Now if we ask the question as posed, “What color is this dress?” then until this dress is photographed next to a Macbeth chart (a calibrated tool of known color values used for color correction for commercial photography – see below) or I see it in person… it’s up for interpretation!
Image by Rags-Int-Inc.com for educational illustrative purposes
With the only information given as this image, you really don’t know where the origin (the zero point for absolute white and absolute black) lies. Until we also know what color space we are talking about (such as Adobe RGB, sRGB, etc), which is a lesson for another article, we can’t name the exact specific color. However, with an origin, we could at least tell the difference between white and blue and gold and black.
WHAT IS WHITE? WHAT IS BLACK?
Our brains are trying to interpret the pixel data into meaning by making an assumption, but our collective brains can't agree which assumption is correct. As painters know, “white” is a relative term when in reference to time of day and what’s around it. It can also vary by how much the surface reflects light compared to surfaces near it (think of our “white moon” - black moon rock that reflects white compared to the black sky, absent of light). The color of twilight in early morning, just before the sun is up or just after the sun goes down casts a blue hue to everything, yet your brain adjusts for the blue hue and can still identify colors. Conversely, think of the warm tones and bright light when you are driving into the sunset with the sun in your eyes. Everything appears to have a yellow orange tint to it, but your brain adjusts and you can still identify a red stop sign or green grass.
TEAM WHITE AND GOLD
People that see white and gold recognize the Blue as white and shift their coordinate system based on that origin. They are assuming that the image is taken with a blue color shift and UNDER exposed (darker than it should be once your eyes adjust in person) and assume that the "white/blue" in the dress is the absolute white on the color balance origin. Their brains translate the periwinkle color as “white” similar to how you would see a picket fence in the early morning blue twilight (image of a white object shifted too cool on the Kelvin scale). Their brains just think it was taken in bad lighting and make a judgment to identify a bad photo of a white and gold dress.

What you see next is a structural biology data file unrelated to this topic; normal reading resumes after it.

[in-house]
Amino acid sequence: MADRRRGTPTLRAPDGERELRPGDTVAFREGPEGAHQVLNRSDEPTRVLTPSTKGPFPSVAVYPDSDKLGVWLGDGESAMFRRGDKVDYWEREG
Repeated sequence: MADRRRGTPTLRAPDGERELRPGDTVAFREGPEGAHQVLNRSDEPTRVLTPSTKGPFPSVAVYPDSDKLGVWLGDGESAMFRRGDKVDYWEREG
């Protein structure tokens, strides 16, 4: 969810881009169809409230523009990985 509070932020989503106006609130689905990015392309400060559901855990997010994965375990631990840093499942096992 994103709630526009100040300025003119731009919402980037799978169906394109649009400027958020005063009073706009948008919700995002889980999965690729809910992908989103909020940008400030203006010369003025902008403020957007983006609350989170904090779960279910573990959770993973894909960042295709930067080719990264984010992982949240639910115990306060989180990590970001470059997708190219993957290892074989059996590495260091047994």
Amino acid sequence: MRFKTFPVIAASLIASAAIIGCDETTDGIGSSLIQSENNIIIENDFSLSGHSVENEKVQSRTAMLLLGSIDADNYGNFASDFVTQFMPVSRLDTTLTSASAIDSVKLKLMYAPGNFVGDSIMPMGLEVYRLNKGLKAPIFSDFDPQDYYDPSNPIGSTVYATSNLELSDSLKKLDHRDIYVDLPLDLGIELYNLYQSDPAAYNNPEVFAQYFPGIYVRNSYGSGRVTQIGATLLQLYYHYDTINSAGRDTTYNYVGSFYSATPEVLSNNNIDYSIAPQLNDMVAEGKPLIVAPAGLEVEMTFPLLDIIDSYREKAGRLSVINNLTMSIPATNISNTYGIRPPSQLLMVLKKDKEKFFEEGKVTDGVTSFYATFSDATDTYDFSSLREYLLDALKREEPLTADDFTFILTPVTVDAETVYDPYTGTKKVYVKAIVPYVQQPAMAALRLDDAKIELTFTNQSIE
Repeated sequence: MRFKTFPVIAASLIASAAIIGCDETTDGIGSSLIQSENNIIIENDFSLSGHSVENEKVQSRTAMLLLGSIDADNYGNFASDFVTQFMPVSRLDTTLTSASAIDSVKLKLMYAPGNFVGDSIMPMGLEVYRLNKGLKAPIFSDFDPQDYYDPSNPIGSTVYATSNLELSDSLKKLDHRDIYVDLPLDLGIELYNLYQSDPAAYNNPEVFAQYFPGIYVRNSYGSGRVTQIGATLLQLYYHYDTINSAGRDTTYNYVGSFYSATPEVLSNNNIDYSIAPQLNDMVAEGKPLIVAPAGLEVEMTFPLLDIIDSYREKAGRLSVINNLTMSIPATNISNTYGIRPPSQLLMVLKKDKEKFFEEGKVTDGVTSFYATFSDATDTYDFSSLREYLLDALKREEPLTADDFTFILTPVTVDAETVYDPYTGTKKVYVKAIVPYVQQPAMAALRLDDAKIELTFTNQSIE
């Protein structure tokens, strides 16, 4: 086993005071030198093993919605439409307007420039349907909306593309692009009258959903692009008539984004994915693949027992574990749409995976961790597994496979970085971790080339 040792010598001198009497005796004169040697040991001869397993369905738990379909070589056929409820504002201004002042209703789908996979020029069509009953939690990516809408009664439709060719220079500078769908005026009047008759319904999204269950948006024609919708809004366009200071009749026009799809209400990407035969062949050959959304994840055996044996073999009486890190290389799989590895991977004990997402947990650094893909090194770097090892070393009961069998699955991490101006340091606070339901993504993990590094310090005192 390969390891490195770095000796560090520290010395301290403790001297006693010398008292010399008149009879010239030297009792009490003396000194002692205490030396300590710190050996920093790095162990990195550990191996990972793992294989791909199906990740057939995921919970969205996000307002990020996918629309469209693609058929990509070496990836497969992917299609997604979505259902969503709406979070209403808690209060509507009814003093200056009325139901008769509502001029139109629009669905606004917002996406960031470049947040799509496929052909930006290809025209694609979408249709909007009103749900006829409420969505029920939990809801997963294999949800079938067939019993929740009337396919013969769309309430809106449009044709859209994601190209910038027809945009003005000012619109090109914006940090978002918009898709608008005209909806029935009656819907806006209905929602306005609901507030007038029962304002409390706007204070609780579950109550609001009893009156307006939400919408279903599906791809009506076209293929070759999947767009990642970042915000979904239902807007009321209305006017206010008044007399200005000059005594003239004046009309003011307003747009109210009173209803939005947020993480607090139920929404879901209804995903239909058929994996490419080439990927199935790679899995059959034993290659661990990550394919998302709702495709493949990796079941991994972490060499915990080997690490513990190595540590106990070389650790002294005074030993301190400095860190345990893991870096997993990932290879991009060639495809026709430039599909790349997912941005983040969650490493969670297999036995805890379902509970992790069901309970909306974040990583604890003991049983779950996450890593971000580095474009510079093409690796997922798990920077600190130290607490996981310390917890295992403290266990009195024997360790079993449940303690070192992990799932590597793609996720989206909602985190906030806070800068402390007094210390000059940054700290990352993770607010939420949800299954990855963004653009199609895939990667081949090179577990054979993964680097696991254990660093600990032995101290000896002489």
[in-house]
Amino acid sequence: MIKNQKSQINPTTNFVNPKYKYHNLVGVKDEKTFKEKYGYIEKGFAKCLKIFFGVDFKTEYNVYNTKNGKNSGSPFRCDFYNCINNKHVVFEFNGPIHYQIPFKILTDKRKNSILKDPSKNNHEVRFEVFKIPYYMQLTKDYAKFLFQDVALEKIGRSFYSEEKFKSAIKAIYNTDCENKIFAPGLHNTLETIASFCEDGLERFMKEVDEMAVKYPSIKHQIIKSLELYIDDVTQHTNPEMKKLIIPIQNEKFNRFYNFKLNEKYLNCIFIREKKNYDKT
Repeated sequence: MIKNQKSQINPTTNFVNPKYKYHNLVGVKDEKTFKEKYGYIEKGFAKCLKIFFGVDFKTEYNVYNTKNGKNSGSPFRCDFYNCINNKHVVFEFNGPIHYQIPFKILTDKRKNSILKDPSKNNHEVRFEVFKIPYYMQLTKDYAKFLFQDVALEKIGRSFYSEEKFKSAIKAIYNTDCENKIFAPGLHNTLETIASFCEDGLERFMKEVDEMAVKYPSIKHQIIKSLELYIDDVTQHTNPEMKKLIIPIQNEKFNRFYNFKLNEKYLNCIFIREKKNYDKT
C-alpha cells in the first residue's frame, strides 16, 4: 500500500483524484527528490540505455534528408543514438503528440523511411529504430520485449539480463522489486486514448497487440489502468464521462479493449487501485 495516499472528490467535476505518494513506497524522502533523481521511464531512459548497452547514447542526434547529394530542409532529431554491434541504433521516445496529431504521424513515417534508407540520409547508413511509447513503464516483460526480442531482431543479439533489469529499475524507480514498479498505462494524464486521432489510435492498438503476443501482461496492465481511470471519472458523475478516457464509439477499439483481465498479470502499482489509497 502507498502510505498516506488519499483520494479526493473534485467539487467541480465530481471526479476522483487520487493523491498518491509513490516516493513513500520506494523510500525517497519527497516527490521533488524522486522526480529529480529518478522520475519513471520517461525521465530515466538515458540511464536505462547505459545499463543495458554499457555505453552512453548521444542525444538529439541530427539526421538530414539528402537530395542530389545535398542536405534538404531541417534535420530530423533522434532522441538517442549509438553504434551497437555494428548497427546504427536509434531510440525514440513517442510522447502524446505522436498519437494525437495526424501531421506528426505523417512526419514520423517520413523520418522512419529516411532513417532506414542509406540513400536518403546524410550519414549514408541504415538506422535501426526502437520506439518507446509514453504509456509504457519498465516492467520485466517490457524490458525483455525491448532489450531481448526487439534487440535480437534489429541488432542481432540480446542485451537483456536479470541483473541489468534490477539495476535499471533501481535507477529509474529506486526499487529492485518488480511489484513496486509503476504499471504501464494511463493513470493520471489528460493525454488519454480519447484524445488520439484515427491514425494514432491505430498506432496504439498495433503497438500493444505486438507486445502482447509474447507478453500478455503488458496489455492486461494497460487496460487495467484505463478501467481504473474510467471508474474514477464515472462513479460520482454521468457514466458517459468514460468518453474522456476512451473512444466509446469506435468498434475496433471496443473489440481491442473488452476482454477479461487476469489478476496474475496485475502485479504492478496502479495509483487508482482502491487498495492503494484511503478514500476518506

Here is an image with the white balance color picker placed on the periwinkle part of the dress. Now Team Blue and Black can see what Team White and Gold sees if it were in “good light” as they judge it to be so.
TEAM BLUE AND BLACK
People that see black and blue recognize the gold as black and shift their coordinate system in the opposite direction. They assume that the image is taken with a warm color shift and OVER exposed (brighter than it should be once your eyes adjust in person) and the "gold/black" is the absolute black point on the color origin. This would be like seeing someone in a black shirt at sunset with the light blaring on them and tinted yellow/orange (image of a black object shifted too warm on the Kelvin scale). Their brains also think it is terrible lighting, but make a judgment to identify that it is a bad photo of a blue and black dress.
WHO IS CLOSER TO BEING "RIGHT"?
With all the information given, let’s look at two of the color picker samples – the darkest of the gold samples and lightest of the periwinkle samples.
Now granted, identifying colors on a relative scale is tricky to judge. However, when looking at the empirical data shown above, take a gander at the bottom slider. That slider shows how light or dark that combination of colors in in the same ratio. If all RGB colors are the same number (e.g. 18, 18, 18), then the color is neutral and not tinted one way or the other. If it has a tint, that bottom bar show that tint all the way to the high side and low side. All the way to the left would be the closest to black, and all the way to the high side would be closest to white.